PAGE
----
What is hate speech? It appears that if we want to censor something or someone these days, we claim it's hate speech. If someone were to point out that the Confederate flag never meant "We hate blacks!" but instead that "The United States receive their power from the States," I'm certain someone would claim to be offended and then classify that point as Hate Speech. Unfortunately, such claims are actually misuses of Censorship. Now censorship is not evil in itself (more on that another day), but it does get misused often and the classification of "hate speech" is a prime example.
Let's consider the nature of hate speech. It is composed of two words, "hate" and "speech" which means it requires those two together in order to exist. While speech is present in most cases, the "hate" isn't. I recall reading on the media the outrage over a Nobel Prize winner for his "sexist" remarks about women in the lab. When I dived into it, I didn't see anything about hate, just what he had learned from personal experience. Does his personal experience mean it applies globally? Not necessarily, but rather than dishonor him, shouldn't we have tried to let him continue his work in an environment where he can work best? Everyone is distracted by one thing or another. Some scientists can love rock and roll to keep them focused (think NCIS), while others need complete silence. What does that mean? They are incompatible working together. As for the "sexist remarks," they merely corresponded to the taboo about dating a coworker and how creating those situations can cause problems. Because romance involves two parties but often is only one-sided, it shouldn't be hard to realize that it can be a problem. I could go on about this but I am beginning to digress.
Back to that thing about the Confederate flag, I would argue the outrage people have over it would be better classified as hate speech than those who want to keep it (unless they fall under the group that believes it actually does express hatred). How bad is it? People today have become so single-minded that they refuse to acknowledge the other side's points and concerns. Why are we so focused on a flag that has no power to incite hatred in the people who know its real meanings instead of why a shooter was filled with hate in the first place? If a shooter went into a church, mosque, or synagogue holding a rainbow flag and began to shoot everyone, would gays surrender their rainbow flag to never be used or flown again? The original meaning of the rainbow was "Peace" (and has been since almost the beginning of recorded history) but if we focused on it like the confederate flag, we would forget that. I can tell you that there have certainly been a lot more hateful violence committed under that rainbow colored flag than the media will care to admit.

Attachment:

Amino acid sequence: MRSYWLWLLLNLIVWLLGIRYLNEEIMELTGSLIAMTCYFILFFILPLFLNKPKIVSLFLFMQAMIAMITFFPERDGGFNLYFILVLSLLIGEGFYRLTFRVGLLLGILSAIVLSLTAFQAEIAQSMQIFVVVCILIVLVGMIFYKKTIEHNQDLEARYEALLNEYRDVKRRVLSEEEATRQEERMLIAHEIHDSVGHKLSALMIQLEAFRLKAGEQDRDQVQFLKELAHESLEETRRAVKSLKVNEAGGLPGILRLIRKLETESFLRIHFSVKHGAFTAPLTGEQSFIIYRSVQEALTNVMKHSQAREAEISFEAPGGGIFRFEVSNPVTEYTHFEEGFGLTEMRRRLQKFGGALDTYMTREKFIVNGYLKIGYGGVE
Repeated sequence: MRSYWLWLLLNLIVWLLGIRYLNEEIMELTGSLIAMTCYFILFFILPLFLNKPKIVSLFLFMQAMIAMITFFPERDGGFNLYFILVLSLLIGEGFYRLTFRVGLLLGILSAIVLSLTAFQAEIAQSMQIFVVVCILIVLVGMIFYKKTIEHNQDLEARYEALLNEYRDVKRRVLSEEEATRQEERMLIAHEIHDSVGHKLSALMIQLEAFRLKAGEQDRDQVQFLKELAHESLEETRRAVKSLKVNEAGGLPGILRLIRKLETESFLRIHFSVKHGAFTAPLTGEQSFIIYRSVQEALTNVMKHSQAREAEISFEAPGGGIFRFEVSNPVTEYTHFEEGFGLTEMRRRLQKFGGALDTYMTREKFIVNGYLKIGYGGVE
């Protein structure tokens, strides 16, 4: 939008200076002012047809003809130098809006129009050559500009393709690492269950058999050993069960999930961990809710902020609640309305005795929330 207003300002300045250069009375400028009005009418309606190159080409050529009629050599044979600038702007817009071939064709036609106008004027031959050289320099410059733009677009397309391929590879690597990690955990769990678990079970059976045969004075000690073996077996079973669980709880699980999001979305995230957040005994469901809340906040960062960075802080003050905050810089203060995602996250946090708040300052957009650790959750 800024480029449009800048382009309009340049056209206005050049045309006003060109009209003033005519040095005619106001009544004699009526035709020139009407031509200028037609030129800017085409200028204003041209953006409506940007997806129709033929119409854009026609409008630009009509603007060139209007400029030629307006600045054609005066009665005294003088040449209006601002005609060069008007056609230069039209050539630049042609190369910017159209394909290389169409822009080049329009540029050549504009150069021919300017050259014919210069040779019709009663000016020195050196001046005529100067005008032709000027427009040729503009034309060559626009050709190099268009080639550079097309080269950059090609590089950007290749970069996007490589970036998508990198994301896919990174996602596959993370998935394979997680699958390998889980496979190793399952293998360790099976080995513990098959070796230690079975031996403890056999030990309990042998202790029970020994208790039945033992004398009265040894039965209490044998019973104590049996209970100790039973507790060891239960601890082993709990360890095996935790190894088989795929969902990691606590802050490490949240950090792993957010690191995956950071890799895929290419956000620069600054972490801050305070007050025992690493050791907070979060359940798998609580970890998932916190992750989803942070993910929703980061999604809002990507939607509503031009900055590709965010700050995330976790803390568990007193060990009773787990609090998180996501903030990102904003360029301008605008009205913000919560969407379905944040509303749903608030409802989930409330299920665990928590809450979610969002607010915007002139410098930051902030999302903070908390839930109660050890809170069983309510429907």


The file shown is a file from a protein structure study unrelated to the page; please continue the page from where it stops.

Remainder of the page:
Perhaps we should discuss what the word "hate" means. It is not merely disagreeing or disliking someone. Did you know that you can love your enemies, those you disagree with, and those you do not like? You can read more about that in my letter on impatience. Hate is the antonym for love. Just as Love desires what is good for someone else, hate desires what is evil for someone else. It must be realized that this desire is solely from the source, not the target. An expression of eliminating all blacks (like Margaret Sanger, the founder of Planned Parenthood) would be fair to call "hate speech". A commentary that most black men are in a bad situation because of their focus on gangs instead of studying cannot be classified as "hate speech". First off, the former example is an expression of desire while the latter is a commentary which is not expressing any desire but pointing out what appears to be a fact. The sad thing is today's society tends to attack things like the latter which are attempts to figure out the truth and make progress. When we use our power of "Censorship" by deeming it "hate speech" and attacking the person who said it, we not only make it difficult to address the problem he is trying to convey but we also show that we are truly a hateful society.
N. D. Moharo